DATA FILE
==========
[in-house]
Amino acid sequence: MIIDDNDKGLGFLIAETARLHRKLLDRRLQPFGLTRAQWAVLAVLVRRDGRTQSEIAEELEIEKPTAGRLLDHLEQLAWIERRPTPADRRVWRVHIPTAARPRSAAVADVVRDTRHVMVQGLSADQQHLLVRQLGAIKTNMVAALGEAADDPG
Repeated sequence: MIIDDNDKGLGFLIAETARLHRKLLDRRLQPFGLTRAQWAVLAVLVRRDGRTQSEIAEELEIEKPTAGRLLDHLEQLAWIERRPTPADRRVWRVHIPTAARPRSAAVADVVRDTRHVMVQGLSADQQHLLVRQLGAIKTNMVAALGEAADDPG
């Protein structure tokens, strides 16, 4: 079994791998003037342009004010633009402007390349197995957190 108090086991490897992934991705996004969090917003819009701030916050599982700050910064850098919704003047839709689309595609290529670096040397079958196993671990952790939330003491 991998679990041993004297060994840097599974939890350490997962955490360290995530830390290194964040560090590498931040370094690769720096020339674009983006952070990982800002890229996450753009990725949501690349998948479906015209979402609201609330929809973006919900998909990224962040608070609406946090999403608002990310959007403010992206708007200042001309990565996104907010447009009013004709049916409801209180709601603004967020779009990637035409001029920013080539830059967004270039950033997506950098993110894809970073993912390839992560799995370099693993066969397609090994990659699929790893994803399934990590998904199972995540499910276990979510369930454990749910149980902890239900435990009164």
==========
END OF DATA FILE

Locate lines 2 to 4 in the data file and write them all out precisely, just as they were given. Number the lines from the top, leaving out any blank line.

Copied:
Amino acid sequence: MIIDDNDKGLGFLIAETARLHRKLLDRRLQPFGLTRAQWAVLAVLVRRDGRTQSEIAEELEIEKPTAGRLLDHLEQLAWIERRPTPADRRVWRVHIPTAARPRSAAVADVVRDTRHVMVQGLSADQQHLLVRQLGAIKTNMVAALGEAADDPG
Repeated sequence: MIIDDNDKGLGFLIAETARLHRKLLDRRLQPFGLTRAQWAVLAVLVRRDGRTQSEIAEELEIEKPTAGRLLDHLEQLAWIERRPTPADRRVWRVHIPTAARPRSAAVADVVRDTRHVMVQGLSADQQHLLVRQLGAIKTNMVAALGEAADDPG
């Protein structure tokens, strides 16, 4: 079994791998003037342009004010633009402007390349197995957190 108090086991490897992934991705996004969090917003819009701030916050599982700050910064850098919704003047839709689309595609290529670096040397079958196993671990952790939330003491 991998679990041993004297060994840097599974939890350490997962955490360290995530830390290194964040560090590498931040370094690769720096020339674009983006952070990982800002890229996450753009990725949501690349998948479906015209979402609201609330929809973006919900998909990224962040608070609406946090999403608002990310959007403010992206708007200042001309990565996104907010447009009013004709049916409801209180709601603004967020779009990637035409001029920013080539830059967004270039950033997506950098993110894809970073993912390839992560799995370099693993066969397609090994990659699929790893994803399934990590998904199972995540499910276990979510369930454990749910149980902890239900435990009164």